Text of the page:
Running a business can be a rewarding experience. Among the many enjoyable aspects, some less savory parts are vital to a successful business. Chief among those is understanding the essential workings of your company’s financial information.
It’s common for owners to focus their time and energy on the operational aspects they understand and enjoy the most, which is often the reason they’ve chosen to go into that business. Those aspects generally do not include bookkeeping and accounting functions.
Accounting information system (AIS) software (such as QuickBooks, being the most popular for small and mid-sized companies) has made the accounting/bookkeeping function much easier than the pen and paper version of the past. Information automatically follows the rules and procedures, negating the necessity of understanding the minutiae of accounting and allowing everyday users to access the results.
Understanding how to generate a few key financial statements from your AIS software coupled with a basic understanding of how to read them, you will be in a position to more effectively achieve your business philosophy. By keeping your system updated with the most current information, you can generate these statements with a couple of clicks and have a current snapshot of your company’s health without having to pay a professional to do so.
Here is a list of a few of the essential Quickbooks reports and statements and their functions:
1. Income Statement (Profit and Loss)
- Shows revenue and expenditure amounts over a period (i.e., how successfully your company performed over that period)
- Helpful in controlling overhead and other costs, which generally rise and change with continued operations
2. Balance Sheet
- Lists all assets (including claims to those assets) as well as liabilities to show a company’s financial position at a given point in time (i.e., presents a picture of what is owned and owed)
- Helpful in determining a company’s ability to repay creditors by evaluating the liquidity of listed assets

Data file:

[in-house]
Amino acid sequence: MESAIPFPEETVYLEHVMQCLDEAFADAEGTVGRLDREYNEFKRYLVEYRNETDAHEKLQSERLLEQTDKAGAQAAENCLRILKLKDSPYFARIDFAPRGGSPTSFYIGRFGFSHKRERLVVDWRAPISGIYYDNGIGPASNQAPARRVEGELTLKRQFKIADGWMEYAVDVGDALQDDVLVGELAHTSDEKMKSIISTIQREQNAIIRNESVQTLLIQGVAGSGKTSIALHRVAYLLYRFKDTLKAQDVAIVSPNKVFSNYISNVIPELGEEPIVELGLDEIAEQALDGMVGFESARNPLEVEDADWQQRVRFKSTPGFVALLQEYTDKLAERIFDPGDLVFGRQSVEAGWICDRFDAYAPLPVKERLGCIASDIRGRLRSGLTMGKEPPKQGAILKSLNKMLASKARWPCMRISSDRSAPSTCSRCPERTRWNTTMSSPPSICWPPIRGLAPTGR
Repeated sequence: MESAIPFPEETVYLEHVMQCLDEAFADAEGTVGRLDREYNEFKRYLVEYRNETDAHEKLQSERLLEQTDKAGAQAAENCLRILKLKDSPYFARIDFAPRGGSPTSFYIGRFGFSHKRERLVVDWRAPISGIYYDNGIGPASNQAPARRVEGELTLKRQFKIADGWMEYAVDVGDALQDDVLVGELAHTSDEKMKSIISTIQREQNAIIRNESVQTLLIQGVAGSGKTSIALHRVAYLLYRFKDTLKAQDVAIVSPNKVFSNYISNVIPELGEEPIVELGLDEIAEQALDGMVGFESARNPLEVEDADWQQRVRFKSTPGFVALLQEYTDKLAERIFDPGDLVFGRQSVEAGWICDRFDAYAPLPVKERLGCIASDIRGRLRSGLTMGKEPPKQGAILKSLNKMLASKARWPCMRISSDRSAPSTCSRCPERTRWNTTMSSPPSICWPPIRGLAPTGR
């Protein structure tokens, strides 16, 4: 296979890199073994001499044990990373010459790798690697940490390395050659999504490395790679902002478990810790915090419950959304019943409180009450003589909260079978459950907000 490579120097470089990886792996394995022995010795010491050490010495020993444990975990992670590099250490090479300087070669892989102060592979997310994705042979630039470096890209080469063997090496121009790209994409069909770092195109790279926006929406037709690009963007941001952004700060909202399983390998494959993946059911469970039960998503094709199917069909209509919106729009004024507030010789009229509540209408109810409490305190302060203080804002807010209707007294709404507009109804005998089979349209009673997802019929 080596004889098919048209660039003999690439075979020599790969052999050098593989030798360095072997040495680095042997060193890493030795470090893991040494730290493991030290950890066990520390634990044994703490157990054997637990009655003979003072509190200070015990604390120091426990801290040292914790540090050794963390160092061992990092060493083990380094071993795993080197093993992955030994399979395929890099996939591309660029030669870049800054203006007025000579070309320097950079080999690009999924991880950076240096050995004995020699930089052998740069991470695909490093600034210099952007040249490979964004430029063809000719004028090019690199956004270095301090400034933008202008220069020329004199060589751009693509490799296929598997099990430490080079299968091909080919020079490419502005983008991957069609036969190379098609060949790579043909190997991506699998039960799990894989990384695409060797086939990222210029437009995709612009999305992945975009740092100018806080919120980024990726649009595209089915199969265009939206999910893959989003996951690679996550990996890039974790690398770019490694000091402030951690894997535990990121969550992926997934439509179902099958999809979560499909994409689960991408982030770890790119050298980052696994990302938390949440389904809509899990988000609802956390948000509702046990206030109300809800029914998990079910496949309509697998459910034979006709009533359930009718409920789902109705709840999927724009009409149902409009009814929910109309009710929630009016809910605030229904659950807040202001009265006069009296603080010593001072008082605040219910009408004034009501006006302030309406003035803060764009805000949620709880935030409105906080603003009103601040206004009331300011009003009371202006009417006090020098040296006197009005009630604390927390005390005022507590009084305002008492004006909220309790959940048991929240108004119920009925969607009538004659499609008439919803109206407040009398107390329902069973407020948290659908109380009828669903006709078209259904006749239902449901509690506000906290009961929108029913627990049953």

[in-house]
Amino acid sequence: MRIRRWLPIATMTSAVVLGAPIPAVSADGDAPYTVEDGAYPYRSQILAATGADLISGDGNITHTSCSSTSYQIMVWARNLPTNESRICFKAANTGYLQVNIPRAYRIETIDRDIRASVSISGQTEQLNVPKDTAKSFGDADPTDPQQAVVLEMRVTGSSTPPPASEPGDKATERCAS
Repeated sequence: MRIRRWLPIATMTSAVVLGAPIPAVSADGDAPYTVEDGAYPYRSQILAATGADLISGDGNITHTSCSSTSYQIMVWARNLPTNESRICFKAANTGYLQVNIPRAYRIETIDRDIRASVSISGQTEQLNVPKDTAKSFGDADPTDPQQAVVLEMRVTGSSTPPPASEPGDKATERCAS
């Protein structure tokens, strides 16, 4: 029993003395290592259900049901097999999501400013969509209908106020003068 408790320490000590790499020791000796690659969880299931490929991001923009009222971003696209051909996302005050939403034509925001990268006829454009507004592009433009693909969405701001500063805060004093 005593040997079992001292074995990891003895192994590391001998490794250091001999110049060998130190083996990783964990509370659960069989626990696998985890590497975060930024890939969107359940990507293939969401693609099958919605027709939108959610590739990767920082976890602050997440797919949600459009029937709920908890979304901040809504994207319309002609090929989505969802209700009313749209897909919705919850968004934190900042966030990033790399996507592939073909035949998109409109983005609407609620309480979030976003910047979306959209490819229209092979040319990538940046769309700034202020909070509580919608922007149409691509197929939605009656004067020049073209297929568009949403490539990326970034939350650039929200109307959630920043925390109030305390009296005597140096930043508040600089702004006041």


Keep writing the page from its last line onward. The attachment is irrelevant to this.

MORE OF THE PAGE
3. Accounts Receivable (AR) and Accounts Payable (AP) Aging
- AR Aging shows the owner who owes what and when it is due; AP Aging shows the same, but for what the company owes others
- Helpful in identifying which customers to contact for payment at the correct time, conversely the same for the owner. Necessary for companies who extend credit to customers
- Helpful in identifying issues with collection procedures and staying current with creditors
4. Cash Flow Statement
- Provides information about cash receipts and payments for a specified period
- Specifically reports cash effects of a company’s operating, investing, and financing activities
- As cash is a company’s most important resource, knowing exactly how much is available at a given time is paramount (positive revenue does not always mean cash in hand)
5. Budget vs. Actual
- Provides a comparison of your budgeted revenues and expenditures and where they currently stand (i.e., a forecasted Profit and Loss statement vs. a year-to-date Profit and Loss statement)
- Useful for interim review to correct company’s course to achieve period-end budgeted results
- Useful for outlining causes of variances and areas for improvement or change
While most private companies are not necessarily required to prepare formal financial statements, doing so will provide owners, analysts, clients, potential investors, and regulatory agencies with valuable information presented (through AIS software) according to Generally Accepted Accounting Principles (GAAP).
You want to be able to communicate the financial aspects of your business with your bookkeeper and accountant so they can focus on their jobs of recording and presenting your company’s financial affairs. The last thing they want to do is explain to an owner what the financial data generated by that owner (through business operations) means; they generally have multiple clients and rightly expect a certain level of financial care and understanding to be undertaken by owners.
Having the backing of your company’s financial data will allow you to make more informed decisions in a shorter amount of time. It allows you to prioritize your costs quickly, cut down on unforeseen expenditures, and prepare your company for issues that may arise in the future. All said it puts your finger on the pulse of your company’s health.
So as a business owner, do yourself, your bookkeeper, your accountant, and your clients a favor by taking the short amount of time to learn what these statements are, what they mean, and how to prepare them yourself. Your business relationships and reputation will improve, and in the end, it may be the difference between going bankrupt and making millions!